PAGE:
Thursday, February 9, 2017

Winning a peace prize



I knew I wanted to get away for my birthday. Where didn't matter. But I didn't want to stay put.

I have not felt at home or at peace since I have gotten back to Rome. There are a whole series of reasons why; the biggest are that my kitty died and that the apartment that we moved into has had an endless stream of ridiculous problems. This combined with a lot of smaller issues, like my old-reliable computer crashing, getting backed into in our new car and being investigated by the Quebec tax commission, has just made it feel like, despite my best attempts, I haven’t been able to make Rome feel like home again.

And probably because of the stress of it all, I keep getting sick and being sick makes everything worse because you can’t run around and ignore your problems. You have to sit still and face them, which means that I have been forced to stay inside, in this seemingly cursed apartment, living in the absence of Matteo and staring at my broken computer screen.

So of course, I booked a flight out of retribution. The cheapest flight to a place I hadn’t been was to Oslo, so that was the one I booked. It was self-inflicted banishment. If I was without a home, "home-less" if you will, I wanted to act that way.

Oslo Harbor
Oslo was an escape for an unquiet and peace-less mind. And, in retrospect, what a funny place I chose to go to: Norway, the land of the peace prize. One of my first impressions was how quiet everything was: the Norwegian Air flight, Gardermoen airport, the train into town. It seemed a land where stillness was everywhere: silent zones on trains, hushed talking in restaurants, kids everywhere but rarely audible, wide open sidewalks and low population. The winter grayness and snow made the world feel even more tamed.

View from Royal Palace
And in turn, this stillness and quiet tamed my mind too. I let my anxiety and restlessness condense into droplets and freeze in the Norwegian cold, a mild cold, that was just enough to crystallize those drops into snow. My thoughts became snowflakes that fell on the ground of Oslo. And looking at the white world it created, a blank slate, I felt relieved.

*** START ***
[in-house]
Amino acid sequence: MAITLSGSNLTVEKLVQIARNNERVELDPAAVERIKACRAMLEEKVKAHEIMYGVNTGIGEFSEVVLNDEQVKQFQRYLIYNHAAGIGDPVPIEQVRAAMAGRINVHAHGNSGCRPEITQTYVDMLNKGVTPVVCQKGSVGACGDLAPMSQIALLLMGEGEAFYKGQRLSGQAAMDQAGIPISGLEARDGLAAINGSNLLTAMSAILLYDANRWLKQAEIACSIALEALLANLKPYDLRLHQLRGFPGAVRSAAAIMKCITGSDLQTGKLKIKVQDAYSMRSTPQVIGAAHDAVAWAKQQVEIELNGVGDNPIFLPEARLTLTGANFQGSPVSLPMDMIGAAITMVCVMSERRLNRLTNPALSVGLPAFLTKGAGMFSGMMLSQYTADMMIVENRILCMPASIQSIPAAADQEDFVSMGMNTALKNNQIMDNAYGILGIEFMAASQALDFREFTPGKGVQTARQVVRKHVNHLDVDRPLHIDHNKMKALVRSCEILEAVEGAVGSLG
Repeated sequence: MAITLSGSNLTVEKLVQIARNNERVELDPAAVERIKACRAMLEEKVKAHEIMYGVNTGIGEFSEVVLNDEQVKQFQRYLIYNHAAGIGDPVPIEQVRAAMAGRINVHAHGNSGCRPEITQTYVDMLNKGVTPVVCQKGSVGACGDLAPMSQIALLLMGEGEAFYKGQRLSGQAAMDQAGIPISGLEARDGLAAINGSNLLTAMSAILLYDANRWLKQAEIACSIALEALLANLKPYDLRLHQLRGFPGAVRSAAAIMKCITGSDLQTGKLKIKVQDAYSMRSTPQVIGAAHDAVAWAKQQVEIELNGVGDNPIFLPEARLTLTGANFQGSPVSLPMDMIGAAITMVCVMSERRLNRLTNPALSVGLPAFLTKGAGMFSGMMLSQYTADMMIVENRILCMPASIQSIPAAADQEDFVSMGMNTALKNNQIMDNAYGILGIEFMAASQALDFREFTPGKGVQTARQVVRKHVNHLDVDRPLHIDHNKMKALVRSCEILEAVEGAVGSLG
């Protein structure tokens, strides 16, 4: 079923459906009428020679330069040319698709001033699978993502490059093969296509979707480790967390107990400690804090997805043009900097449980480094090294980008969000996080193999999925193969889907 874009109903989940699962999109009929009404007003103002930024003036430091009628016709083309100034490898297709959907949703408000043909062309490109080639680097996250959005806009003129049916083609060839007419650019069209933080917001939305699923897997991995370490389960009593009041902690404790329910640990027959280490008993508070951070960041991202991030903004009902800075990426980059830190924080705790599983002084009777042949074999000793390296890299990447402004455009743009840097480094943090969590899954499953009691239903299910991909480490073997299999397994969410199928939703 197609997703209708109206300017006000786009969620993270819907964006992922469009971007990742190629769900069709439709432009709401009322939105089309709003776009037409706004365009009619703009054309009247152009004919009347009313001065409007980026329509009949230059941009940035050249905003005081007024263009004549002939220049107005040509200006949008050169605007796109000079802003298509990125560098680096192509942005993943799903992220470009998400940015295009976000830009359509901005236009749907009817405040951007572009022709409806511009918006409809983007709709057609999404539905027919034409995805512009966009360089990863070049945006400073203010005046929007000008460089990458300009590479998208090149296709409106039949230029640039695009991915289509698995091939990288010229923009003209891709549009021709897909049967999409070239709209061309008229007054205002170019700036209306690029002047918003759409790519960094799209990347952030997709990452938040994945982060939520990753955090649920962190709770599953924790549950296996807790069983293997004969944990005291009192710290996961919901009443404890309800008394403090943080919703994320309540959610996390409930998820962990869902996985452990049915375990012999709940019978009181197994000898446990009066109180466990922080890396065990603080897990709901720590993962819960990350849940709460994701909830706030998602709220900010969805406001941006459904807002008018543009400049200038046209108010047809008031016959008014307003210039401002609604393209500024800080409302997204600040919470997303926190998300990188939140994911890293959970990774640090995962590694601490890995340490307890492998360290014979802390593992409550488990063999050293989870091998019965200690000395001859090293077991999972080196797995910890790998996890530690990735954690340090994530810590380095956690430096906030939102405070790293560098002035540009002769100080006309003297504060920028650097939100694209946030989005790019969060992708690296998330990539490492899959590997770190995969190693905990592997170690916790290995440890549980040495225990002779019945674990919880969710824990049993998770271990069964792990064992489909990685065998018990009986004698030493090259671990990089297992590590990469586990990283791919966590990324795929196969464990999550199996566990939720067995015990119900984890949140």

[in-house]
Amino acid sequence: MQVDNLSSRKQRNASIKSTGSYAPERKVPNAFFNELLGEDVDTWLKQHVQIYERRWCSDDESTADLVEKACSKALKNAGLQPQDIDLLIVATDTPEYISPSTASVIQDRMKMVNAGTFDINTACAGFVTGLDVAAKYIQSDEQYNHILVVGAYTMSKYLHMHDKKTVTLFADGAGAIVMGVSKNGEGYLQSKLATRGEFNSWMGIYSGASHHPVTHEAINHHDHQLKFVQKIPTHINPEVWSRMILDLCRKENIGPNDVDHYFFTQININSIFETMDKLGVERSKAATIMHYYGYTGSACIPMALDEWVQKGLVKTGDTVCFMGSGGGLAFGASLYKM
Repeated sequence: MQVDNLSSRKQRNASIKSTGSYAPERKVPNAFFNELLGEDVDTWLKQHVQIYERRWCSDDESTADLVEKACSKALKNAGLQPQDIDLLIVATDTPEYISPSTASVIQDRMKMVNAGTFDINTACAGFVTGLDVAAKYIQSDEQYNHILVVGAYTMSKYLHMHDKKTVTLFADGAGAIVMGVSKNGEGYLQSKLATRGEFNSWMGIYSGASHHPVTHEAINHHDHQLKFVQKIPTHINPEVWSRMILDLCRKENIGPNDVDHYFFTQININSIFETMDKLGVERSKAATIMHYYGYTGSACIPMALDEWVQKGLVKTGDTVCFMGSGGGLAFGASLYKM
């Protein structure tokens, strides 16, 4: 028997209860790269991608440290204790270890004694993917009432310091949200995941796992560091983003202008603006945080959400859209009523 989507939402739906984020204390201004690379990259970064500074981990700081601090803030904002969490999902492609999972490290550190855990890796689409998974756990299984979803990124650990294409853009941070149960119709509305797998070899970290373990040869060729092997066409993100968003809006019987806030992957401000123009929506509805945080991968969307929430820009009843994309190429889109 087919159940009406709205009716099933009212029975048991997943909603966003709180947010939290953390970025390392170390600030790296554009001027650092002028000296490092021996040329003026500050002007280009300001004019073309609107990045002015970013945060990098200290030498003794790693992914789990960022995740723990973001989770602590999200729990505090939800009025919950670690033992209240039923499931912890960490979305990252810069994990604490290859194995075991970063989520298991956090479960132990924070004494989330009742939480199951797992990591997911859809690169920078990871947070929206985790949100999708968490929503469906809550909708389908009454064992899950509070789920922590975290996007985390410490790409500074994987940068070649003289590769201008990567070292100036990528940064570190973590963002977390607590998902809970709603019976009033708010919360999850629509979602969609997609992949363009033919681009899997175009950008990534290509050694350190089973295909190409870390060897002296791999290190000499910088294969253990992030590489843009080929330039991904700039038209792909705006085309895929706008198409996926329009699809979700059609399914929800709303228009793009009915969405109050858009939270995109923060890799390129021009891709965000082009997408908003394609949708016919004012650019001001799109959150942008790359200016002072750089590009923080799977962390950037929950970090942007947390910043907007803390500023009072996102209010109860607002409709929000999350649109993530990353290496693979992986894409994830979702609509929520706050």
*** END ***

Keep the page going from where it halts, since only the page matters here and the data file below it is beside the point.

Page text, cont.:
Parliament House
Oslo was beautiful, serene, grand and inviting. We could walk everywhere on boulevards that seemed made for royalty and really were. New cafes and restaurants spotted the city amidst its old elegance. The theatres, palace, parliament and museums were a distinct placeholder for an elegant past, but modernity was very much alive. The new Opera House and construction cranes reflected Oslo’s march forward.

Construction plans for a new business district. Opera House featured on right.
It is true that everything is expensive, very expensive in fact, but it is a good test in moderation, making you question whether you really needed that extra glass of wine or that dessert.

People always spoke Norwegian first, but switched to English without disdain or hesitation. We were not treated as anything special, not foreigners to gawk or scoff at, not as anyone outside of the ordinary. No one asked where we were from; it didn't matter. Everyone was treated like a local: equal, normal. We were just there and that was what mattered.

Maybe that idea of equality, that no one is great no one is terrible, is what lead the Nobel peace prize museum to be subdued. Housing the stories of some of the most amazing people who ever lived, I was let down to see that each incredible person had only one small screen with about a paragraph of text assigned to him, her or it. No story. No extravagance. No drama.

Room featuring Nobel Peace Prize winners
There was something peaceful about that as well, but knowing that outside those museum walls, there was drama everywhere, sad, depressing, infuriating drama, never more personified than in the newest world leader, I was hoping to hear the stories of some of the people who stood out in history as the real lights of the world. I felt like the museum fell short of portraying that; it didn’t give due credit to these amazing people and stories. Maybe I was particularly disappointed because I needed to hear inspiring stories more than most of the museum’s visitors.

Yummy Stockfleths cappuccino. Worth the 4 euro.
Oslo is also known for its coffee and it did live up to that though. We are tough critics coming from Italy, but we tried 4 places and all were well above average. Stockfleths, a chain, but one of the oldest coffee houses in Oslo, was my favorite. We never once felt compelled out of desperation to visit the Starbucks that were there.

We bought nothing but we were amused by the variety of trolls on sale and marveled at the beautiful wool of Dale of Norway. The train ran perfectly. The grocery stores were organised. All the machines we used worked. The bathrooms were clean. It was a nice break from Italy’s "charm".

Families strolling in Grunnerl√łkka neighborhood
I knew this fix was temporary, that getting on the plane back to Rome, nothing would be solved: no cat, no real home, no instant solutions, but I could pick up my marker again and return to that white slate. A lot was still out of my control, but I felt calmer. In some small way, I was more ready to rebuild a home even if I am still grieving my lost ones. I can wrap those happy memories around my grief and make them into decorations for the new place.

I am not on track to win a Nobel peace prize, but out of this trip, I did win some peace.

1 comment:

  1. Beautiful!!! Insightful and so raw..... Thank you!!!

    ReplyDelete

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